• Craniofacial morphology as a clinical implication for intelligibility-based speech therapy in adults with Down Syndrome

    Reagan, Samantha Claire (2019-05)
    Down Syndrome (DS) is a genetic disorder associated with craniofacial features that may impact speech intelligibility and cause communication breakdown. Speech intervention has not been investigated in-depth in adults with DS due to the notion that motoric deficits are insensitive to therapy. This review seeks to identify literature pertaining to poor speech intelligibility as a component of communication deficits in this population for the purpose of informing clinical services. The results identified underlying articulatory characteristics that affect the quality and intelligibility of verbal output as well as the positive effect of speech therapy on intelligibility. The literature supports the significance of focusing on motoric-based intervention in adults with DS as well as the need for further research regarding clinical implications.
  • Best Practices in Cochlear Implantation in Prelingually Deaf Children Who Use Tonal Languages

    Campbell, Madeline (2019-05)
    Objective: This review seeks to determine what cochlear implant design, insertion technique, and aural rehabilitation method will improve tonal perception and speech perception for prelingually deaf pediatric cochlear implant and tonal language users. Methods: Seventeen relevant papers were identified in this review. Results: Fine Structure Processing coding strategy, a lateral electrode array inserted through the round window, and music training have all been found to help improve tonal perception. Conclusion: Using the Fine Structure Processing coding strategy in the low-frequency region channels, a lateral wall electrode array that is inserted through the round window, and music training postoperatively will help make individuals’ tonal perception more accurate and improve their speech perception of the tonal language they speak.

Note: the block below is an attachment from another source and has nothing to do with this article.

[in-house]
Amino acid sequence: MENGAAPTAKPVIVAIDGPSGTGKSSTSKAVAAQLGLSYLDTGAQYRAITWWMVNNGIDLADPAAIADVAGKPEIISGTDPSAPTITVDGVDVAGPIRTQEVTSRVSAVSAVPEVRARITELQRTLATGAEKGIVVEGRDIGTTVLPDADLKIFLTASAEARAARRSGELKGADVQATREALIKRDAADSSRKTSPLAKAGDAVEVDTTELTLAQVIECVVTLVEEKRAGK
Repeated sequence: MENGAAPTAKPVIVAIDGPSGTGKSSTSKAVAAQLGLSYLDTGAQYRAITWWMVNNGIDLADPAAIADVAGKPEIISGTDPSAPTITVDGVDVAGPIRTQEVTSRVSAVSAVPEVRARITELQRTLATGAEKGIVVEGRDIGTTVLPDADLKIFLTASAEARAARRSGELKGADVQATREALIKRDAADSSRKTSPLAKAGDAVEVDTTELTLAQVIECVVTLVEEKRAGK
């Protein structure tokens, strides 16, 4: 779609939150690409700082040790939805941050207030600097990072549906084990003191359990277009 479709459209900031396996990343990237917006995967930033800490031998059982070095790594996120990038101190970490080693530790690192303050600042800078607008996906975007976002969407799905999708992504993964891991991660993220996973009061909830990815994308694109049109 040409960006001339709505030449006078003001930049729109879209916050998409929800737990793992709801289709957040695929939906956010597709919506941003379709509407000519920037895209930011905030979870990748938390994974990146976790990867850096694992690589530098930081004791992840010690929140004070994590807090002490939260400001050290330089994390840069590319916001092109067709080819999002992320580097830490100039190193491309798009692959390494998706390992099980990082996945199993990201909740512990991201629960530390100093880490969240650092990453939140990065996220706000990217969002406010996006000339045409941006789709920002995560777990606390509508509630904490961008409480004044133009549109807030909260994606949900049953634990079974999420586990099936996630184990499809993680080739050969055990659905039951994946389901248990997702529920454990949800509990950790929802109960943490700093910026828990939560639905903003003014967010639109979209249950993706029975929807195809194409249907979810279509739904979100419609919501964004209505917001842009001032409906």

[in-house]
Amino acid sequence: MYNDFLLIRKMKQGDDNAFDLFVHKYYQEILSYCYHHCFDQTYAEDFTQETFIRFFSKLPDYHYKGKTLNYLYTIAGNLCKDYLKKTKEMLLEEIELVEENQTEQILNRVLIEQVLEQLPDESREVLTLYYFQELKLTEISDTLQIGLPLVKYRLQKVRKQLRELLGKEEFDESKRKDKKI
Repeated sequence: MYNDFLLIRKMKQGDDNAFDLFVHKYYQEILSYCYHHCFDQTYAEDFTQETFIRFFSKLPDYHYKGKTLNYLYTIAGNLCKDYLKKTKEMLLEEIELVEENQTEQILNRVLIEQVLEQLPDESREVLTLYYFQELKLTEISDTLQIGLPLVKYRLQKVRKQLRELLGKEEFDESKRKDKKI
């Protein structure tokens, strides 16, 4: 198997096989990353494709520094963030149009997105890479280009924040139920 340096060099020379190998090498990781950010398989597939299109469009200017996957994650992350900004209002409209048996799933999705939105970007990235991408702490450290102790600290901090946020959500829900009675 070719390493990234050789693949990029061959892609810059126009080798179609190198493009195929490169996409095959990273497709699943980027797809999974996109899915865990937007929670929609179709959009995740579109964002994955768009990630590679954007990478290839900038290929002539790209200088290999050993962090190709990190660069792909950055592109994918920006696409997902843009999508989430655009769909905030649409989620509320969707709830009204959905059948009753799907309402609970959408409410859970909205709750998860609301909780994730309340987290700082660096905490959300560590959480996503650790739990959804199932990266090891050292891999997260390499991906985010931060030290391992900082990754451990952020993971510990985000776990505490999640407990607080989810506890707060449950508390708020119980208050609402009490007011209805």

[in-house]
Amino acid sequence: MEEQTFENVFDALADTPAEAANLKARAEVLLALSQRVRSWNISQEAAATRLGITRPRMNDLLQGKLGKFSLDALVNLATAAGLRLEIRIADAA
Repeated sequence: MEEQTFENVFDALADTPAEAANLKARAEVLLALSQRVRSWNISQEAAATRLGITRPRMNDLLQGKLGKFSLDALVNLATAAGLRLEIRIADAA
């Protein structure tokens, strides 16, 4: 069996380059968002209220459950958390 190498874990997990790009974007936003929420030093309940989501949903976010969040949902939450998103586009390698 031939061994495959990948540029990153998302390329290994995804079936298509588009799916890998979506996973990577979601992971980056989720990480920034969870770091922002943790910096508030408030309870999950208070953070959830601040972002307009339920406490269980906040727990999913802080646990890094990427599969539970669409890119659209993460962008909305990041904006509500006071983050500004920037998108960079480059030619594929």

• The Effect of Advanced Parental Age on Prevalence of Autism Spectrum Disorder

    Hanlon, Abigail (2018-05)
    Autism spectrum disorder (ASD) is characterized by varying deficits in social communication and social interactions, and/or restricted, repetitive patterns of behavior, interests, or activities. The origin of ASD has long been studied and speculated. There is an increased interest in the risks associated with development of ASD. In recent years, parental age has been studied as a possible contributing factor to the development of autism. Studies are investigating the link between maternal and paternal age and autism. Possible associations have been speculated to be increase gene mutations, genetics, high risk pregnancy and lifestyle. This literature to date indicates possible associated factors, but is not yet definitive. This literature review will discuss the results of several studies and the recommendations for future research.